2:15pm - 2:30pm
ID: 121 / PS-13: 2
Short Papers
Confirmation 1: I/we agree if this paper/presentation is accepted, all authors/panelists listed as “presenters” will present during the Annual Meeting and will pay and register at least for the day of the presentation.
Confirmation 2: I/we further agree presenting authors/panelists who have not registered on or before the early bird registration deadline will be removed from the conference program, and their paper will be removed from the Proceedings.
Confirmation 3: I/we acknowledge that all session authors/presenters have read and agree to the ASIS&T Annual Meeting Policies found at https://www.asist.org/am21/submission-types-instructions/
Topics: Social Media and Social Computing
Keywords: Content moderation, hate speech classification, political discussion, YouTube comment, political orientation

Content Moderation of Speech in Political Discussions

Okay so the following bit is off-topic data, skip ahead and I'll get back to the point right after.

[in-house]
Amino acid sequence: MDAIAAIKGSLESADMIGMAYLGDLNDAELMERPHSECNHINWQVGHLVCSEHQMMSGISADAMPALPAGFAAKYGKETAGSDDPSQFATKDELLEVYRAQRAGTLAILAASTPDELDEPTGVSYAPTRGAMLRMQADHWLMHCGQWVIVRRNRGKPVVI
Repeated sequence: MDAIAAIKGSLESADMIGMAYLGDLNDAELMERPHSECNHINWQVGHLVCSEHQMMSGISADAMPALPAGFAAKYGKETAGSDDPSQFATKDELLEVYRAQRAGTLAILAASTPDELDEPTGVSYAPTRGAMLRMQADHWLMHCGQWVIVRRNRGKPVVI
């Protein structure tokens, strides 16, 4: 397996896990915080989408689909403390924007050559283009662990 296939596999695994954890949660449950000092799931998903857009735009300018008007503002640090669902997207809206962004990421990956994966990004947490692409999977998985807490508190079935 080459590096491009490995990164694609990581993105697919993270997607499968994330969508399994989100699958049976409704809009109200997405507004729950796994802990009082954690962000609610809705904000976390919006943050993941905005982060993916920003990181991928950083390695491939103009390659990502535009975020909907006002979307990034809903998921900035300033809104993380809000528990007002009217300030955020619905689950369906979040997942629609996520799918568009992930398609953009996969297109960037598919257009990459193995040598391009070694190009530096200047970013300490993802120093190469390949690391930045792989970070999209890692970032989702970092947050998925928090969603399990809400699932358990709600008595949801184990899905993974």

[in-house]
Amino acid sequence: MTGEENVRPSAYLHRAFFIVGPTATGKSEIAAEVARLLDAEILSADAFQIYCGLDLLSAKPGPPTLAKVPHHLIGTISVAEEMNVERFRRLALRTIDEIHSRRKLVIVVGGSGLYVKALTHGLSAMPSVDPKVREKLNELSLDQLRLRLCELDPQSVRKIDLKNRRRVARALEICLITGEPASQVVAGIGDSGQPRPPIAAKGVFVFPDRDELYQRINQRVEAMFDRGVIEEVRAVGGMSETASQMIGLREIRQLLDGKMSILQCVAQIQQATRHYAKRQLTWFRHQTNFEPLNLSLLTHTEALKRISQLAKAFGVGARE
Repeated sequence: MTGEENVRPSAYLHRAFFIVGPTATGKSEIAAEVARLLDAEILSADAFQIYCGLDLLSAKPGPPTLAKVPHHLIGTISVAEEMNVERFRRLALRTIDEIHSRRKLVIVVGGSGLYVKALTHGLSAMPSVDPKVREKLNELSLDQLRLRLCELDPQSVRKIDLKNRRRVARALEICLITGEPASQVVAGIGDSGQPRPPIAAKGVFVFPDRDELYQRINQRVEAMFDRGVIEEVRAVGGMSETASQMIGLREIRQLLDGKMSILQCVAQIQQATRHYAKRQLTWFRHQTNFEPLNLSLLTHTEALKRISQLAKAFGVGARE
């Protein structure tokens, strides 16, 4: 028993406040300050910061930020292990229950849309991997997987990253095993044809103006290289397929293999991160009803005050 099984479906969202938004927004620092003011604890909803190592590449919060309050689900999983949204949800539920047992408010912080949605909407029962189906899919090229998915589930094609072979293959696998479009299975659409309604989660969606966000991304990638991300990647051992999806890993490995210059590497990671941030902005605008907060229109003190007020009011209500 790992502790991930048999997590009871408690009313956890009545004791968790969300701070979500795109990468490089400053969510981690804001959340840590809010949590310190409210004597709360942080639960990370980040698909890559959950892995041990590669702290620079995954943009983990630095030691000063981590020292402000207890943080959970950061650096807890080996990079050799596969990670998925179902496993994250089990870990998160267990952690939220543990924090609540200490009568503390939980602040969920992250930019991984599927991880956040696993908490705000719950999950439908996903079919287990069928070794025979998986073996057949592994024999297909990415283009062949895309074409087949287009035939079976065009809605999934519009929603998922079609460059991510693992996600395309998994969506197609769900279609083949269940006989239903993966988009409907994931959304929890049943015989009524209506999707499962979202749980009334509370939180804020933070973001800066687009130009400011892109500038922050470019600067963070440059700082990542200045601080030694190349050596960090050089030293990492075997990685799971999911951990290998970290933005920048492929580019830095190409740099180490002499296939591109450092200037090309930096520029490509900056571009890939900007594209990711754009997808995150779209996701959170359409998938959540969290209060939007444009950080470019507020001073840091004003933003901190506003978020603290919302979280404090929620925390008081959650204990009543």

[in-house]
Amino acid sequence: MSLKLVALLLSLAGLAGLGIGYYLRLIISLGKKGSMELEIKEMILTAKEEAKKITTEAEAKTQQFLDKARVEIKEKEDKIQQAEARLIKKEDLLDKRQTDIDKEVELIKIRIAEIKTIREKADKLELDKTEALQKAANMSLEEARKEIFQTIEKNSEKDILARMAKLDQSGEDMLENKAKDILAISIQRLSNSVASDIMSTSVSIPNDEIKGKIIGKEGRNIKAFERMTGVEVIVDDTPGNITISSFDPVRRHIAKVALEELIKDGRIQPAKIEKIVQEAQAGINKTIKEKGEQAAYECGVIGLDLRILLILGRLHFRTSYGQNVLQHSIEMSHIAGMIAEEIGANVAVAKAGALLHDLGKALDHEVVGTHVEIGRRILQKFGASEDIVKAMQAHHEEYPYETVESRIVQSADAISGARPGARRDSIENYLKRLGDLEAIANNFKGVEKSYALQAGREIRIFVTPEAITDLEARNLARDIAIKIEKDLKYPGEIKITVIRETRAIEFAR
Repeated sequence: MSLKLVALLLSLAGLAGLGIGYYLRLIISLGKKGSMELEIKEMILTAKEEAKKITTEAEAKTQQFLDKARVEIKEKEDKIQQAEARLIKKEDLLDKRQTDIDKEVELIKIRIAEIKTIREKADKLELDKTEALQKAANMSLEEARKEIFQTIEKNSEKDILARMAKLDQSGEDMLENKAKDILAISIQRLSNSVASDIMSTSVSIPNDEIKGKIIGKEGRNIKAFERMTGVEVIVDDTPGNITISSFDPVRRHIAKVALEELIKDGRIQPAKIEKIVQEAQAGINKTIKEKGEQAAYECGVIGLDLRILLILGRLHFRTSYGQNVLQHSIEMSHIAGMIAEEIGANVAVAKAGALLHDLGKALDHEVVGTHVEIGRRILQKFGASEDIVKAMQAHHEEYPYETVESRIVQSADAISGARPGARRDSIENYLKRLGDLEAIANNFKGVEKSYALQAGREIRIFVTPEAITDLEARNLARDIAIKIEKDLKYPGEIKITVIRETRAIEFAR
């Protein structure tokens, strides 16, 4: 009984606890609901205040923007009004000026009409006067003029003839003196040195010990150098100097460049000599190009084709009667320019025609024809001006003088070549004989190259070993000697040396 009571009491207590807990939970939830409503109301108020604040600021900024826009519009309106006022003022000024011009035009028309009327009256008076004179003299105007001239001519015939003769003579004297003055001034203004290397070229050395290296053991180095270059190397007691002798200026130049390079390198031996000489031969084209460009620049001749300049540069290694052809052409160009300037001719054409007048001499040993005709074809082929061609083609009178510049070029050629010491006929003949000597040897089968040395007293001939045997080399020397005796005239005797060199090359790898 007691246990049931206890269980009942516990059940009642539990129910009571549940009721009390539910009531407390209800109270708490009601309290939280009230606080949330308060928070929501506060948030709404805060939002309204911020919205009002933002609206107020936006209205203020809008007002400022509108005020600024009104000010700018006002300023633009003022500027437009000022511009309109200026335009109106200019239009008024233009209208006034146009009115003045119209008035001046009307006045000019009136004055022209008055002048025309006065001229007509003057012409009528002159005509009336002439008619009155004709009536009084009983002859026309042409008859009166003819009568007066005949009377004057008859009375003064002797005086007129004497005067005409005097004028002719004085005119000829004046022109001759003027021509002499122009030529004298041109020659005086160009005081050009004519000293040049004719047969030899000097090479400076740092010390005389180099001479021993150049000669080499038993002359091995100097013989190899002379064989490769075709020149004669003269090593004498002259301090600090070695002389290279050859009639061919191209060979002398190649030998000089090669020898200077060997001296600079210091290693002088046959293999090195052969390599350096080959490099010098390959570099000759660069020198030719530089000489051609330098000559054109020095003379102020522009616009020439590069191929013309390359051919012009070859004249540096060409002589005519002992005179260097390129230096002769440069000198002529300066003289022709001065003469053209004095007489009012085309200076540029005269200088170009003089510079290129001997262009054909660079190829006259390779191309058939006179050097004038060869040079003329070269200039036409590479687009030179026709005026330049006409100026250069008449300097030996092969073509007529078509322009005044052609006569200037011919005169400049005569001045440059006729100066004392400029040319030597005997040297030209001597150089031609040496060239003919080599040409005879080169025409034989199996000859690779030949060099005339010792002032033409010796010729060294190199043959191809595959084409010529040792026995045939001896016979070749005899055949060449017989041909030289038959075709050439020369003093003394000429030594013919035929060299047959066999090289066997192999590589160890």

Yisi Sang, Lizhen Liang, Jeffrey Stanton

Syracuse University, USA

Social media platforms have been hailed as “politically disruptive communication technologies'' (Hong & Nadler, 2012). Individuals express opinions and engage with politicians, the press, and each other on social media, sometimes using offensive language (Rossini et al., 2020). Content moderation has been adopted by many social media platforms to screen and evaluate offensive speech. In the present study we trained offensive speech classifiers to analyze offensive speech examples by integrating three archival datasets. We then used the trained classifier to examine a large body of comments about YouTube videos posted during the 2018 midterm election cycle. This provided information on the prevalence of various kinds of offensive comments and the pattern of content moderation used by YouTube. We also examined comment negativity using data from offensive speech lexicons. Our results showed systematic variance in the prevalence of speech topics depending upon the political orientation of the content. Language use was significantly different between left and right-leaning videos for comments related to sexism.



2:30pm - 3:00pm
ID: 287 / PS-13: 3
Long Papers
Confirmation 1: I/we agree if this paper/presentation is accepted, all authors/panelists listed as “presenters” will present during the Annual Meeting and will pay and register at least for the day of the presentation.